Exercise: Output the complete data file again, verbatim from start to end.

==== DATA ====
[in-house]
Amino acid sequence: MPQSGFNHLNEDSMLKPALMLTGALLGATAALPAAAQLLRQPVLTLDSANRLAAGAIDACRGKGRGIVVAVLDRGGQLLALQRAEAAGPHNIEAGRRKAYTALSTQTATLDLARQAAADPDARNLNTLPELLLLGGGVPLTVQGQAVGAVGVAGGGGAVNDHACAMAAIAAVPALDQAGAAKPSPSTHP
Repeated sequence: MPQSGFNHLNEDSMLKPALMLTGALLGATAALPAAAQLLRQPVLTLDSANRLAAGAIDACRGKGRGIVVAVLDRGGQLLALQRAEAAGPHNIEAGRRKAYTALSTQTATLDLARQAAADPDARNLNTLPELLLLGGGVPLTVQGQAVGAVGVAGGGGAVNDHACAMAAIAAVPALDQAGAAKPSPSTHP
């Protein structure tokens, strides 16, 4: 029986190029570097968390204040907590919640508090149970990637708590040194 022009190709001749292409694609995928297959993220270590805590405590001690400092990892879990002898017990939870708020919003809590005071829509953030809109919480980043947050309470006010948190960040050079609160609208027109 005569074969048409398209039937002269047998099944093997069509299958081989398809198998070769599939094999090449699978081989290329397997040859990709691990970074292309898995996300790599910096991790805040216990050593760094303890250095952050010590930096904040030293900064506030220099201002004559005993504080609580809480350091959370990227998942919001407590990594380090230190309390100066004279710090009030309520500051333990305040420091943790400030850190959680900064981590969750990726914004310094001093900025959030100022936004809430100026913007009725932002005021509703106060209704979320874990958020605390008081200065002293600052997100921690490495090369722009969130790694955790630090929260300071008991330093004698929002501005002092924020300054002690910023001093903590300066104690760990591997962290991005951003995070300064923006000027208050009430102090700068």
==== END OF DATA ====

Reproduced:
[in-house]
Amino acid sequence: MPQSGFNHLNEDSMLKPALMLTGALLGATAALPAAAQLLRQPVLTLDSANRLAAGAIDACRGKGRGIVVAVLDRGGQLLALQRAEAAGPHNIEAGRRKAYTALSTQTATLDLARQAAADPDARNLNTLPELLLLGGGVPLTVQGQAVGAVGVAGGGGAVNDHACAMAAIAAVPALDQAGAAKPSPSTHP
Repeated sequence: MPQSGFNHLNEDSMLKPALMLTGALLGATAALPAAAQLLRQPVLTLDSANRLAAGAIDACRGKGRGIVVAVLDRGGQLLALQRAEAAGPHNIEAGRRKAYTALSTQTATLDLARQAAADPDARNLNTLPELLLLGGGVPLTVQGQAVGAVGVAGGGGAVNDHACAMAAIAAVPALDQAGAAKPSPSTHP
């Protein structure tokens, strides 16, 4: 029986190029570097968390204040907590919640508090149970990637708590040194 022009190709001749292409694609995928297959993220270590805590405590001690400092990892879990002898017990939870708020919003809590005071829509953030809109919480980043947050309470006010948190960040050079609160609208027109 005569074969048409398209039937002269047998099944093997069509299958081989398809198998070769599939094999090449699978081989290329397997040859990709691990970074292309898995996300790599910096991790805040216990050593760094303890250095952050010590930096904040030293900064506030220099201002004559005993504080609580809480350091959370990227998942919001407590990594380090230190309390100066004279710090009030309520500051333990305040420091943790400030850190959680900064981590969750990726914004310094001093900025959030100022936004809430100026913007009725932002005021509703106060209704979320874990958020605390008081200065002293600052997100921690490495090369722009969130790694955790630090929260300071008991330093004698929002501005002092924020300054002690910023001093903590300066104690760990591997962290991005951003995070300064923006000027208050009430102090700068």